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Now that I'm going to be using the PSoC 5 as my microcontroller of choice, I would like to learn Verilog so I can create my own peripherals for it.

I have spent some time searching the web for Verilog learning resources (especially ASIC World), and I feel I've learned quite a few things about it, however, I also feel that there's a big hole in my understanding. This is because there is something that none of the resources seem to teach.

Once I know the syntax, how do I go about designing a Verilog peripheral?

What I mean is, I'm still baffled by the designs people create in Verilog. E.G. Why did they do it that way, not the obviously much simpler way? For example, I came across this code:

task add;      // task definition
 input a, b;   // two input argument ports
 output c;     // one output argument port
 reg R;        // register declaration
 begin
   R = 1;
   if (a == b)
     c = 1 & R;
   else
     c = 0;
 end
endtask

There must be a good reason for the design, but it seems bizarre to me. I get the syntax, I see what it does, but I don't understnd why. Is there some resource for learning to think in Verilog?

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    \$\begingroup\$ No one would really write such code. Specifically R is always 1 so it and "& R" aren't useful. \$\endgroup\$ – Brian Carlton Apr 10 '12 at 19:09
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MIT Opencourseware 6111 is a free online course about digital systems.

The syllabus says:

On completion of 6.111 students will have confidence in their abilities to conceive and carry out a complex digital systems design project in a team of two or three people. More broadly, they will be ready to handle substantial, challenging design problems. In particular, students will be able to:

  1. explain the elements of digital system abstractions such as digital logic, Boolean algebra, flip-flops, finite-state machines (FSMs), and microprogrammed systems. design simple digital systems based on these digital abstractions,and the "digital paradigm" including discrete, sampled information.
  2. use basic digital tools and devices such as digital oscilloscopes, PALs, PROMs and VHDL.
  3. work in a design team that can propose, design, successfully implement, and report on a digital circuit design project.
  4. communicate the purpose and results of a design project in written and oral presentations.

That course does use VHDL rather than Verilog, but the why for both languages is the same and all tasks could be implemented in either language.

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If you want to think in Verilog, it is better to think of Verilog as a description of the hardware you want to design rather than as describing a sequence of steps to be executed. To do that you need to think in terms of how your Verilog code will be translated into circuits, which is the domain of digital design.

Most University EE departments require digital design as a sophomore level class. Now that places like Stanford and MIT are putting course materials online you may be able to find notes and exercises that way.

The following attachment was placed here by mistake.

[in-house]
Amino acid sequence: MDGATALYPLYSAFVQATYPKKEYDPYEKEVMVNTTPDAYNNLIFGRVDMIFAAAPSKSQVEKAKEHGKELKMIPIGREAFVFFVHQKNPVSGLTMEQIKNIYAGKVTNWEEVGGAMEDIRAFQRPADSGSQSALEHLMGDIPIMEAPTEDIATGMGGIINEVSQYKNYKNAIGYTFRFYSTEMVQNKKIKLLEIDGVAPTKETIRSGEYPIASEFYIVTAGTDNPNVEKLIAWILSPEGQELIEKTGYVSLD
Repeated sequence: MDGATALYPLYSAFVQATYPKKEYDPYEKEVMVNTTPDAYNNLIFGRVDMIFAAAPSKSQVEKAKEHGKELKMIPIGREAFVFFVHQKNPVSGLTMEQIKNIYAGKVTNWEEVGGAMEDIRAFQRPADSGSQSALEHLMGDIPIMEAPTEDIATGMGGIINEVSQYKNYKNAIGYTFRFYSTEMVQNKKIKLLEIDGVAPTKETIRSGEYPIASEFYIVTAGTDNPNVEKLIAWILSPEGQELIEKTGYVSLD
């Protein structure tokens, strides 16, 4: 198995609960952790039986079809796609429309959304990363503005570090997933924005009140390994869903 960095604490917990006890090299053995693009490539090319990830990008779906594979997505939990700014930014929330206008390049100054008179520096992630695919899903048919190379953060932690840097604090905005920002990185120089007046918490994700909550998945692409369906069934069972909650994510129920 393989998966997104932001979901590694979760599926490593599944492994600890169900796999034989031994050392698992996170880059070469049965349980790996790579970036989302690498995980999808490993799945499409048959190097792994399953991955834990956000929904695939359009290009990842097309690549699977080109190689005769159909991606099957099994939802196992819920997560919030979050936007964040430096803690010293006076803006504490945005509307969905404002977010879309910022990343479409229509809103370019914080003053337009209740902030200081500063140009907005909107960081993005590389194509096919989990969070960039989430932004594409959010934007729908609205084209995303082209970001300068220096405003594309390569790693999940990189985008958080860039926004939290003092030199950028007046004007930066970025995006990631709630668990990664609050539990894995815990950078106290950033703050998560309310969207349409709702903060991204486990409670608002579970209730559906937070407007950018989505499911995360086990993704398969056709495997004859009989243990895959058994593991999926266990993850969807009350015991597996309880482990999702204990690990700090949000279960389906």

I tend to find textbooks more cohesive than trying to search through lots of web sites. There are many digital design text books out there -- some good and some bad. One of my favorite books is Digital Design Principles and Practices by John Wakerly. In addition to theory, Wakerly includes lots of practical information based on years of experience in digital design.

When you get to a point where you want to look at code, try OpenCores. As with any collection of open source projects, some are great and others could use more work. You can generally pick out the higher quality ones based on activity and comments.

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I think that this code snippet is just that - a snippet of code that shows all the features of a particular language feature (calling tasks) but doesn't really do anything useful

But one take away that may not be obvious in this snippet is that the parameters and R have lifetimes beyond that of the function call - unlike say C in Verilog if you call the task again the 'local' variable R will have the value you left it with last time you called it - it's easy to think of verilog variables this way: in real world logic you can't just create storage on the stack, everything has to be able to be statically created when the design is created (there are a few places where this is not true, usually features added later to the language)

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  • \$\begingroup\$ Thanks for the answer. The code snippet was only meant to illustrate one of the many things which I don't understand, including whole peripherals implemented in Verilog. What I'm really looking for is a good learning resource about designing peripherals in Verilog. \$\endgroup\$ – Rocketmagnet Feb 6 '12 at 21:06
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I used fpga4fun.com to learn the basics of Verilog and found it to be an excellent resource with simple and well documented examples. I like the fact that the examples are for the kinds of tasks that you would typically do on an FPGA or CPLD, as long as you are not in the business of designing CPUs.

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The bounty on this has already been selected (along with the best answer), but I'll add what I just found.

I've found a free e-book for learning VHDL written for people that basically have at least some amount of traditional programming experience, but no HDL experience. It's called Free Range VHDL and I've just began reading it and it really makes sense to me. And I'm pretty sure that once you learn one HDL, it'll be a lot easier to learn another HDL(such as Verilog)

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